The Uniform Commercial Code or UCC has been enacted in Georgia. It is the primary source of law in all contracts dealing with the sale of goods. It contains what has been acronymously called the TARR Baby. See article entitled Tender, Acceptance, Rejection and Revocation, the UCC’s “TARR” -Baby, 24 Drake Law Rev. 52 (1974)
- TENDER – The tender provisions of the Uniform Commercial Code contained in Georgia Code Section 11- 2-601 provide that the buyer is entitled to reject any goods that fail in any respect to conform to the contract. Unfortunately, new cars are often complex and their innermost workings are beyond the understanding of the average new car buyer. The buyer therefore does not know whether the goods are then conforming.
- ACCEPTANCE – The Georgia new car buyer therefore accepts the goods believing and expecting that the manufacturer will repair any problem he has with the goods under the warranty.
- REJECTION – The auto consumer may discover a problem with the vehicle within the first few miles of his purchase. This would allow the new car buyer to reject the goods. If the new car buyer discovers a defect in the car within a reasonable time to inspect the vehicle, he may reject the vehicle. This period is inexact. On the one hand, the buyer must be given a reasonable time to inspect and that implies a right to use the vehicle. On the other hand, continued use or use beyond a reasonable time to inspect will be held to be an acceptance of the vehicle. The Georgia Courts will decide this reasonable time to inspect based on the knowledge and experience of the buyer, the difficulty in discovering the defect, and the opportunity to discover the defect. The Georgia Courts have made it clear that a Georgia buyer cannot continue to use the goods if he gives notice of rejection. This will amount to “reacceptance”. An illustrative case of rejection follows: Mr. Zabriskie purchased a new 1966 Chevrolet Biscayne. After picking up the vehicle on Friday evening, while en route to his home 2.5 miles away, and within 7/10ths of a mile from the dealership, the car stalled, and stalled again within 15 feet. Thereafter, the vehicle would only drive in low gear. The buyer rejected the vehicle and stopped payment on his check. The dealer contended that the buyer could not reject the car because he had driven it around the block and that was his reasonable opportunity to inspect. The Court said:
To the layman, the complicated mechanisms of today’s automobiles are a complete mystery. To have the automobile inspected by someone with sufficient expertise to disassemble the vehicle in order to discover latent defects before the contract is signed, is assuredly impossible and highly impractical. Consequently, the first few miles of driving become even more significant to the excited new car buyer. This is the buyer’s first reasonable opportunity to enjoy his new vehicle to see if it conforms to what it was represented to be and whether he is getting what he bargained for. How long the buyer may drive the new car under the guise of inspection of new goods is not an issue in the present case because 7/10th of a mile is clearly within the ambit of a reasonable opportunity to inspect.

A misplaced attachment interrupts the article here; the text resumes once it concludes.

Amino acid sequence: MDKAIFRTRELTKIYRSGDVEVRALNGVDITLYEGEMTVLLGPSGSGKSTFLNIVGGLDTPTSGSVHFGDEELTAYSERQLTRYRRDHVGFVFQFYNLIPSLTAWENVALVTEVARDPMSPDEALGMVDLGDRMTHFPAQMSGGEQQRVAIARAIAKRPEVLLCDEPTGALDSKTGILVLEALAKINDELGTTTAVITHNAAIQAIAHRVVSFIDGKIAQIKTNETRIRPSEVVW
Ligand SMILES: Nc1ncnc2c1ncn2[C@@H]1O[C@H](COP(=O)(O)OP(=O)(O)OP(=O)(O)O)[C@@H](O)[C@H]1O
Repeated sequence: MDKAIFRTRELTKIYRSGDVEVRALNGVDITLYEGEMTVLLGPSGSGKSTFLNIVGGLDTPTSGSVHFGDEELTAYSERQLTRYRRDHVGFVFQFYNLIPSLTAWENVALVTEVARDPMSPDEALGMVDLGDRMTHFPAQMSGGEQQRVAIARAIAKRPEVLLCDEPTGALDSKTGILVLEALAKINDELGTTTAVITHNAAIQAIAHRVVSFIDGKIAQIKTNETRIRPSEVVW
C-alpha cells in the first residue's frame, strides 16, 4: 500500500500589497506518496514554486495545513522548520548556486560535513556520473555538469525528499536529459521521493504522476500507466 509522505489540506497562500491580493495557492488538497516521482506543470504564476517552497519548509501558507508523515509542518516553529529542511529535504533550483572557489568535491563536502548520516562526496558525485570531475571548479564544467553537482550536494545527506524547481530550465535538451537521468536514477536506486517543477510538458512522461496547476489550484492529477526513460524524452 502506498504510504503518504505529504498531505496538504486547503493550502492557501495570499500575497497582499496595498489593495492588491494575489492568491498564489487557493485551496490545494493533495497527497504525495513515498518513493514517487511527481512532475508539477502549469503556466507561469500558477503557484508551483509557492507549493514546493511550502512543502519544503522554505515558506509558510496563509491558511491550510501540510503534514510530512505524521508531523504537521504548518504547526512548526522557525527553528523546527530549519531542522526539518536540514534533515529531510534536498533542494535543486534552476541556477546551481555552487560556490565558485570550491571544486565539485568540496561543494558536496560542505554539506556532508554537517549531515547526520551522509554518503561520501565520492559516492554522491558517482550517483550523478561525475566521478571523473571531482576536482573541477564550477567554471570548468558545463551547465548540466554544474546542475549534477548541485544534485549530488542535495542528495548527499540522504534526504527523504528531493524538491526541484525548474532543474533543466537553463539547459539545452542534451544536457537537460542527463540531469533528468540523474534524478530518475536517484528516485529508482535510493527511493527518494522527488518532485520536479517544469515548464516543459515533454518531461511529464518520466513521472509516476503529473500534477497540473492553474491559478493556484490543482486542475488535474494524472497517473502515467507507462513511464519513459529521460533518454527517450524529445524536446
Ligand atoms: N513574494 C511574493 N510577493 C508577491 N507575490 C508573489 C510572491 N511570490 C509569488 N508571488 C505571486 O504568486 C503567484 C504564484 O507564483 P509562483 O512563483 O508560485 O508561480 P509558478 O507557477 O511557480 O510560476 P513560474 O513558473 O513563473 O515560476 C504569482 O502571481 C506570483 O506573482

We have successfully argued this theory to several Georgia juries.
- REVOCATION – What happens when the consumer has used the new car for a lengthy period of time? This is the law that we typically use in Georgia. It is found in Georgia Code Section 11-2-608. Georgia law provides that a buyer may revoke his acceptance of goods whose non-conformity substantially impairs the value of the goods to him when he has accepted the goods without discovery of nonconformity because it was difficult to discover or if he was assured that non-conformities would be repaired. Of course, the average new car buyer does not learn of the nonconformity until hundreds or thousands of miles later. And because quality is job one, and manufacturers are competing based on their warranties, the consumer is always assured that any nonconformity he does discover will be remedied. In fact, here in Georgia, we think that manufacturers teach their dealers to assure their customers that there is nothing wrong with the car and that if there is, that they will fix it, to increase the likelihood that the consumer will continue to operate the car.What is a nonconformity substantially impairing the value of the vehicle?
- Nonconformity may include a number of relatively minor defects whose cumulative total adds up to substantial impairment. This is the “Shaken Faith” Doctrine first stated in the Zabriskie case. “For a majority of people the purchase of a new car is a major investment, rationalized by the peace of mind that flows from its dependability and safety. Once their faith is shaken, the vehicle loses not only its real value in their eyes, but becomes an instrument whose integrity is substantially impaired and whose operation is fraught with apprehension.”
- A substantial nonconformity may include a failure or refusal to repair the goods under the warranty. Substantial Non Conformity and Lemon Laws– Learn more about Georgia lemon laws to see how lemon laws often define what may be considered a substantial impairment. These definitions have been successfully used to flesh out the substantial impairment in the UCC.
- Revocation of acceptance is an available remedy even where the seller has disclaimed all warranties.
- Important Consumer Victory in Revocation of Acceptance Claim This Case is important because the Georgia Court of Appeals unanimously reaffirmed revocation as an available remedy to the car buyer and removed a previously imposed hurdle for consumers.